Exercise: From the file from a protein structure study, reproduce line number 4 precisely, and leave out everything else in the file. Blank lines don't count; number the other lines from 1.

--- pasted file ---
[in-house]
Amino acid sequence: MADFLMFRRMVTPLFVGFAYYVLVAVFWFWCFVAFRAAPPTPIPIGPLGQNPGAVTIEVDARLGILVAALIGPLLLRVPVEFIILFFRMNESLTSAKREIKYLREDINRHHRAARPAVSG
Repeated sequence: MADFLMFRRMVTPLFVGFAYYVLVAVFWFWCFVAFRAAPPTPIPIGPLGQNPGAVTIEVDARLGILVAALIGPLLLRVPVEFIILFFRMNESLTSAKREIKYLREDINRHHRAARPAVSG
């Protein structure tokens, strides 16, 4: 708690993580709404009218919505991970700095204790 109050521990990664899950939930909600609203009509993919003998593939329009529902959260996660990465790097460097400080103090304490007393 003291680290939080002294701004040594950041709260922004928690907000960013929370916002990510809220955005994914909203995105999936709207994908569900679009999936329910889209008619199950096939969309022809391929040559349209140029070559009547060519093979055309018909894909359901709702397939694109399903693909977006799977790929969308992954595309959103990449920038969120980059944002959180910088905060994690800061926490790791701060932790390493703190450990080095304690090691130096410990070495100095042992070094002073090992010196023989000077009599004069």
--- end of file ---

């Protein structure tokens, strides 16, 4: 708690993580709404009218919505991970700095204790 109050521990990664899950939930909600609203009509993919003998593939329009529902959260996660990465790097460097400080103090304490007393 003291680290939080002294701004040594950041709260922004928690907000960013929370916002990510809220955005994914909203995105999936709207994908569900679009999936329910889209008619199950096939969309022809391929040559349209140029070559009547060519093979055309018909894909359901709702397939694109399903693909977006799977790929969308992954595309959103990449920038969120980059944002959180910088905060994690800061926490790791701060932790390493703190450990080095304690090691130096410990070495100095042992070094002073090992010196023989000077009599004069």